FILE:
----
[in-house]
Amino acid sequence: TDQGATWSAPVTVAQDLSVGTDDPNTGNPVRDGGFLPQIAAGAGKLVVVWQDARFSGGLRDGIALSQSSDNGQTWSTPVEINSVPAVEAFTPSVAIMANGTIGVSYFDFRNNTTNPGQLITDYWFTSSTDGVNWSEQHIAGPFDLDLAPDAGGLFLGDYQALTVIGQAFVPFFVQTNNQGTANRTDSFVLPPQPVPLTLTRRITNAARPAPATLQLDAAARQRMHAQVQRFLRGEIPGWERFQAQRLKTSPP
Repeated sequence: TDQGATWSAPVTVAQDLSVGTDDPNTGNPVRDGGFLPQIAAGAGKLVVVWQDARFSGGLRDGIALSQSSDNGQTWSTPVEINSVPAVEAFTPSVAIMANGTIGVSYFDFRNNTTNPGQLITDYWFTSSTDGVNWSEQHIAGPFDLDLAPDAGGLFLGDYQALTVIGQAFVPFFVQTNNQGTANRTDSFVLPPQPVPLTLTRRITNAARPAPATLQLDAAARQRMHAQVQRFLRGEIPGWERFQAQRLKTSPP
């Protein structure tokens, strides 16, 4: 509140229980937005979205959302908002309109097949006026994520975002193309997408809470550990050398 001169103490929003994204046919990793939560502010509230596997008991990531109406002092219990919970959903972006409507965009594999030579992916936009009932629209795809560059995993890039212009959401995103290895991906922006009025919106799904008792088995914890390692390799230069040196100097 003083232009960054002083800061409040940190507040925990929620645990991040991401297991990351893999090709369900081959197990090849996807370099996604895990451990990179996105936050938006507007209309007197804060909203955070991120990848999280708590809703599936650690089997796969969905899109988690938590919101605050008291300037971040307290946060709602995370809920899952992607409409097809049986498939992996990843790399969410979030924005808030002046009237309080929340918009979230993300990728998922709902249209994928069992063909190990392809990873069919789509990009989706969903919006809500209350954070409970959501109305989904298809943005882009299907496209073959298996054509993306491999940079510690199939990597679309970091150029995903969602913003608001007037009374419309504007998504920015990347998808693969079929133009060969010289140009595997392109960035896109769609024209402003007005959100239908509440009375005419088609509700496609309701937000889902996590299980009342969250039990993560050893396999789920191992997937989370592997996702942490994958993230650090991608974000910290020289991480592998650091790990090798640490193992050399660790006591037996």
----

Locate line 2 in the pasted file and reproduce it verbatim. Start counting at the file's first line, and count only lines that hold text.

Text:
Amino acid sequence: TDQGATWSAPVTVAQDLSVGTDDPNTGNPVRDGGFLPQIAAGAGKLVVVWQDARFSGGLRDGIALSQSSDNGQTWSTPVEINSVPAVEAFTPSVAIMANGTIGVSYFDFRNNTTNPGQLITDYWFTSSTDGVNWSEQHIAGPFDLDLAPDAGGLFLGDYQALTVIGQAFVPFFVQTNNQGTANRTDSFVLPPQPVPLTLTRRITNAARPAPATLQLDAAARQRMHAQVQRFLRGEIPGWERFQAQRLKTSPP